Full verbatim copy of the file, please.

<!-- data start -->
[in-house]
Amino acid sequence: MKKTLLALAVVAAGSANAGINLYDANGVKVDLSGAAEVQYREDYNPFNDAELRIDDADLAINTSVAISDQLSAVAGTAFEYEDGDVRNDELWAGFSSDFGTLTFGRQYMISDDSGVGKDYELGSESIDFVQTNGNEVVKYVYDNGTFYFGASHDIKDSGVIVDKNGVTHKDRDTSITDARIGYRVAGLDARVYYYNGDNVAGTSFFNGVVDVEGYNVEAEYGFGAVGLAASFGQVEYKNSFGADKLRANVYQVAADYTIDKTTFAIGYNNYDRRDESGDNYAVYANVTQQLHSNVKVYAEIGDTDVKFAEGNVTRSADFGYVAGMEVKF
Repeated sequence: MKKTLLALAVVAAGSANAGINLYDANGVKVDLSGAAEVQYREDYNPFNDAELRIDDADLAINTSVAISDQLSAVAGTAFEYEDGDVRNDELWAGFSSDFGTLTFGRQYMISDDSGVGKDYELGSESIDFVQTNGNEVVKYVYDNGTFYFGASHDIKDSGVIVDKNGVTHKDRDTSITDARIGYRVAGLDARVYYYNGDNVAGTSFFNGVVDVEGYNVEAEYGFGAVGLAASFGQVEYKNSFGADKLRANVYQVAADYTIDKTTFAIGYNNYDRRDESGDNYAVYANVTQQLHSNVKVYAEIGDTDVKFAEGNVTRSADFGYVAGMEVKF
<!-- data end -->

[in-house]
Amino acid sequence: MKKTLLALAVVAAGSANAGINLYDANGVKVDLSGAAEVQYREDYNPFNDAELRIDDADLAINTSVAISDQLSAVAGTAFEYEDGDVRNDELWAGFSSDFGTLTFGRQYMISDDSGVGKDYELGSESIDFVQTNGNEVVKYVYDNGTFYFGASHDIKDSGVIVDKNGVTHKDRDTSITDARIGYRVAGLDARVYYYNGDNVAGTSFFNGVVDVEGYNVEAEYGFGAVGLAASFGQVEYKNSFGADKLRANVYQVAADYTIDKTTFAIGYNNYDRRDESGDNYAVYANVTQQLHSNVKVYAEIGDTDVKFAEGNVTRSADFGYVAGMEVKF
Repeated sequence: MKKTLLALAVVAAGSANAGINLYDANGVKVDLSGAAEVQYREDYNPFNDAELRIDDADLAINTSVAISDQLSAVAGTAFEYEDGDVRNDELWAGFSSDFGTLTFGRQYMISDDSGVGKDYELGSESIDFVQTNGNEVVKYVYDNGTFYFGASHDIKDSGVIVDKNGVTHKDRDTSITDARIGYRVAGLDARVYYYNGDNVAGTSFFNGVVDVEGYNVEAEYGFGAVGLAASFGQVEYKNSFGADKLRANVYQVAADYTIDKTTFAIGYNNYDRRDESGDNYAVYANVTQQLHSNVKVYAEIGDTDVKFAEGNVTRSADFGYVAGMEVKF